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Hour of Code - Huge Support and Traction for the Computer Science Education Week

| by Michael Hunger Follow 1 Followers on Dec 01, 2013. Estimated reading time: 2 minutes |

We can't deny it, computers and software are a crucial part of much of our life. Most of us enjoying the work as software developers are happy to have found their calling.

 

But what about computer education at school, Computer Science at universities? Is it good enough to learn office programs and algorithms? How many people outside our industry understand the basic programming concepts? Shouldn't it be everyone? Or not?

 

It is Computer Science Education Week: December 9-15 2013, so the organization code.org started a big campaign with prominent support from Barack Obama, Bill Gates, Mark Zuckerberg, Richard Branson, Jack Dorsey and others to get everyone to learn the basic concepts of programming: Commands, Loops and Conditions. On the first day alone they had 4 million people learning by creating the equivalent of 100 million lines of code.

 

 

They use an engaging version of blockly’s drag-and-drop programming that offers 20 simple exercises featuring Angry Birds and Plants vs. Zombies as sprites interpersed with videos of Gates explaining the "if-statement" or Zuckerberg talking about "loops".

In just a few minutes and with a healthy dose of repetition even the youngest schoolkids can grasp the basic concepts that software builds upon. Pretty impressive.

 

I want to urge all of you programmer parents to reach out to the schools of your kids to use the lazy-time before the holidays to promote the hourofcode.com challenge to all their pupils and also create room and opportunity for the kids to go through this hour-long exercise. And even if the school has no means to support it during the school-time, everyone can do it at home or in the library. The exercises run on any device which has a recent browser, PC, Mac, tablet, smartphone (I tried it).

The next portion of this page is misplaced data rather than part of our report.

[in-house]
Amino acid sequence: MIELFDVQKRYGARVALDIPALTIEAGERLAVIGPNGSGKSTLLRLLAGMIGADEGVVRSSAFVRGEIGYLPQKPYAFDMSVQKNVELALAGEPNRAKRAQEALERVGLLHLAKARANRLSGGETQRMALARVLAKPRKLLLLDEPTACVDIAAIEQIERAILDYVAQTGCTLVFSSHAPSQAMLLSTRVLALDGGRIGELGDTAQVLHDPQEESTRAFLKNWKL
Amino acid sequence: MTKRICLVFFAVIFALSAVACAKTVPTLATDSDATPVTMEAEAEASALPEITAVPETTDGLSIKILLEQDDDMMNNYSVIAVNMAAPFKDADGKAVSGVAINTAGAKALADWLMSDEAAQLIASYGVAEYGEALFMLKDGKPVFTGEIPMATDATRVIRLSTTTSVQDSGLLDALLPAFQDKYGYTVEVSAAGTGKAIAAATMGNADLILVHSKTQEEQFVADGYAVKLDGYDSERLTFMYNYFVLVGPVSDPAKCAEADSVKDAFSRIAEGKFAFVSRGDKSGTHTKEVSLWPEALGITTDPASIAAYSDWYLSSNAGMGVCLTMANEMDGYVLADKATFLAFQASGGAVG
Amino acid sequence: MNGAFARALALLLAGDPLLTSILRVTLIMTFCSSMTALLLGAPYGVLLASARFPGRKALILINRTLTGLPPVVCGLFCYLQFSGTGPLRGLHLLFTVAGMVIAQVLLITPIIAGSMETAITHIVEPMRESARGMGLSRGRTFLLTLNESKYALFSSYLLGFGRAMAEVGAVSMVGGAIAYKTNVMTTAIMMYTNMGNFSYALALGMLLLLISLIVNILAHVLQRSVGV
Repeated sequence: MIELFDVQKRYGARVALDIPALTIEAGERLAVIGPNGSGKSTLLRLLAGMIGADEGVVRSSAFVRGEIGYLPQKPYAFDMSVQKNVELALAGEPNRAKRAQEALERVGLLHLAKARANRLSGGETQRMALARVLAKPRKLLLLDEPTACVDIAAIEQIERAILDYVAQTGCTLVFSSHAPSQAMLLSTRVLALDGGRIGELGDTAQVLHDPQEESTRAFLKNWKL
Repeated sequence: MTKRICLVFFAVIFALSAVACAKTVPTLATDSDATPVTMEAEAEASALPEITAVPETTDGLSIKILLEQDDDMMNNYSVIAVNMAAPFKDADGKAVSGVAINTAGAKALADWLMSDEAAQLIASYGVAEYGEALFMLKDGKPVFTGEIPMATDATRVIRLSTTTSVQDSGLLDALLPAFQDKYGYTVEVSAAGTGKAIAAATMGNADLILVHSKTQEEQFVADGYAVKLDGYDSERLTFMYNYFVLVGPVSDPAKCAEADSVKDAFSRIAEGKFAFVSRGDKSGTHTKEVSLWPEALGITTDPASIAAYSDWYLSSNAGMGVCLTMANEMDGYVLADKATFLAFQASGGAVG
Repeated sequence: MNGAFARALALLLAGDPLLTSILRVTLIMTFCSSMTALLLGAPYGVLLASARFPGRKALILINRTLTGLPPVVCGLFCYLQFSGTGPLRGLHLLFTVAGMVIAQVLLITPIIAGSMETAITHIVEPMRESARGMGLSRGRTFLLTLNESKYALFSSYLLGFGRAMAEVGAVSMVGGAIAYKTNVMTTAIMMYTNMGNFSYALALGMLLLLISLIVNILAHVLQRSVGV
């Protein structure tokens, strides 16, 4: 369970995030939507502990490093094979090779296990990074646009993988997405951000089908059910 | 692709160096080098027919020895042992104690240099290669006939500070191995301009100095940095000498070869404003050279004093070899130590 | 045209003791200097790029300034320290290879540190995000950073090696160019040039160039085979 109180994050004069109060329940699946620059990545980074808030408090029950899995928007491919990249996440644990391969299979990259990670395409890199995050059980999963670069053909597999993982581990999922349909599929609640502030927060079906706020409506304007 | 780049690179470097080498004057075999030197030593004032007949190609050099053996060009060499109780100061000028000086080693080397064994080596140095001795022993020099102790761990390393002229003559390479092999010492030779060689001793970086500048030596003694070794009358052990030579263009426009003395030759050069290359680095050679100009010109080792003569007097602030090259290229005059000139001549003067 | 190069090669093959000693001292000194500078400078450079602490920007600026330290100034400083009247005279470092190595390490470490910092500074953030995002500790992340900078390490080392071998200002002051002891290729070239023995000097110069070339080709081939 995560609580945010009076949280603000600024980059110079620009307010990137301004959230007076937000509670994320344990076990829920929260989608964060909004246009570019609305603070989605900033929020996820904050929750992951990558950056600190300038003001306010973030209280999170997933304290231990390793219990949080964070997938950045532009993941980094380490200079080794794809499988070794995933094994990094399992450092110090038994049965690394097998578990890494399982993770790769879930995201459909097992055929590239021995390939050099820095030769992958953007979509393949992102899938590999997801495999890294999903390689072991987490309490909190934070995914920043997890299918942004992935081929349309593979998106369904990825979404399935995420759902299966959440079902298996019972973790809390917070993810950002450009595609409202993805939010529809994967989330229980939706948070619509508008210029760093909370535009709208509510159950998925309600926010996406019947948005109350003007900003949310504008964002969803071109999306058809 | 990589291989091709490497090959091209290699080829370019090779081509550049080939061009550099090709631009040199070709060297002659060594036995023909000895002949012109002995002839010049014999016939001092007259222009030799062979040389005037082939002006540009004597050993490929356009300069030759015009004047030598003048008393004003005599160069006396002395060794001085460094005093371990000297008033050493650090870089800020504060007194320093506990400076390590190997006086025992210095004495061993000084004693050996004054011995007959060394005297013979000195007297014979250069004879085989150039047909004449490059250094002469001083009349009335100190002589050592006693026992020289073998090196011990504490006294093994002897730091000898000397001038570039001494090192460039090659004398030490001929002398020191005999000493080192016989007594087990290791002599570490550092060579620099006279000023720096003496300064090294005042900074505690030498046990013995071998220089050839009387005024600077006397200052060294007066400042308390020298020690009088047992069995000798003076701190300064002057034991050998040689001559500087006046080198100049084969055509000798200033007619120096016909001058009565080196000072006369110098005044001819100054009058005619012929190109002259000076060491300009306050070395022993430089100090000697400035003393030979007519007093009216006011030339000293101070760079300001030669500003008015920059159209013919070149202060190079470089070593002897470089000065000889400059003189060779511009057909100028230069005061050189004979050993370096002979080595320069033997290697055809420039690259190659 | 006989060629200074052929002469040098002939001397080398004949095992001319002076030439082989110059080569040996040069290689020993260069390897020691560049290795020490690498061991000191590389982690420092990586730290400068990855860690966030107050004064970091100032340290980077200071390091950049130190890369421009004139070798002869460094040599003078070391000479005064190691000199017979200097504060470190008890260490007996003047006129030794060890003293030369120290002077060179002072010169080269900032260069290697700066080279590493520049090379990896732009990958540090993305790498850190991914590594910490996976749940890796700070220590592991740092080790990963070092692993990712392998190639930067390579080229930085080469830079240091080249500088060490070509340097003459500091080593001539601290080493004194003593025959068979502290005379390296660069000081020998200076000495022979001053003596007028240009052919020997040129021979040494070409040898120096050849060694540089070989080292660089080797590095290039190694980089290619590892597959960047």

This week, there will be Hour of Code workshops at all major Apple and Microsoft stores in the US. The Code.org's tutorials, were developed by engineers from Microsoft, Google, Twitter and Facebook and are available in 20 spoken languages.

 

 

It's a small thing for us to do but a big difference for everyone who gets the epiphany how easy programming is. And that’s just the starting point. Code.org has taken care of that, providing more tutorials in different directions and also pointers on where to continue.

 

The discussion of computer literacy is a long one, which also ties in with the Software Craftsmanship movement. More recently many posts and more importantly initiatives around teaching people to code have surfaced.

 

There are online programs like codeschool, code academy, programming lectures on Khan Academy and offline initiatives like devbootcamp in Chicago, getting developers to speak to highschool classes, and all the meetups for people who want to learn to code.

 

Of course means of making it easier to learn programming have been around since Logo and more recently Scratch or Robot Turtles. Interestingly many of those languages are functional in nature, work concurrently and have no mutable state. The same is true for spreadsheets, which, as Simon Peyton Jones pointed out, feature the most widespread (functional) programming language ever. Adam Wiggins also praised spreadsheets in his recent essay about the need for zero setup and task orientation for teaching programming.

 

I hope that this important topic will continue to receive more attention from parents, teachers and administration to change the way how our kids perceive software and software development. After all they are the next generation that writes the code that runs the world.

 

 

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